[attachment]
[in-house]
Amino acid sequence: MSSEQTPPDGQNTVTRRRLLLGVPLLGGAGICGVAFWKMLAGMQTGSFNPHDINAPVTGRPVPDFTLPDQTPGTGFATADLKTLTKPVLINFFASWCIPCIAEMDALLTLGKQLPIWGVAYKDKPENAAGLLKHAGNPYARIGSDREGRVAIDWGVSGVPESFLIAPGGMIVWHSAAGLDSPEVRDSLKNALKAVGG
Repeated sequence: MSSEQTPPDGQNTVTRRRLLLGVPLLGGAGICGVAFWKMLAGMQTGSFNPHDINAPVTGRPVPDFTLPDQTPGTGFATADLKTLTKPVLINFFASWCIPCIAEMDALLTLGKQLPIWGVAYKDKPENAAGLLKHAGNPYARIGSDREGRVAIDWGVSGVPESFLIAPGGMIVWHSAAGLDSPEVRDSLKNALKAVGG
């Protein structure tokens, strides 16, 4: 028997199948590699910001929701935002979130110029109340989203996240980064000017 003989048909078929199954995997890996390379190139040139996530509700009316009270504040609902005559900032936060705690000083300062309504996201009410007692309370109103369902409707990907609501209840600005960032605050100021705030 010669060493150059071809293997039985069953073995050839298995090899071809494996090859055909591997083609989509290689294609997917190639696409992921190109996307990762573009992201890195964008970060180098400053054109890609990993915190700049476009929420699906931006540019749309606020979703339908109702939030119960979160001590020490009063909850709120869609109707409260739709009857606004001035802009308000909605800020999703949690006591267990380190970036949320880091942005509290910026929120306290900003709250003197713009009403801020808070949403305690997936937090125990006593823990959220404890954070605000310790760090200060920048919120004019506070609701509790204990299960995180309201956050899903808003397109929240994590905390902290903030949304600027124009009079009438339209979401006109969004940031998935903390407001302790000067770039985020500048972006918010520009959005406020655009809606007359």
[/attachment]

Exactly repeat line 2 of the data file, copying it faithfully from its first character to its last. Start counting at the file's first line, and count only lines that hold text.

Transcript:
Amino acid sequence: MSSEQTPPDGQNTVTRRRLLLGVPLLGGAGICGVAFWKMLAGMQTGSFNPHDINAPVTGRPVPDFTLPDQTPGTGFATADLKTLTKPVLINFFASWCIPCIAEMDALLTLGKQLPIWGVAYKDKPENAAGLLKHAGNPYARIGSDREGRVAIDWGVSGVPESFLIAPGGMIVWHSAAGLDSPEVRDSLKNALKAVGG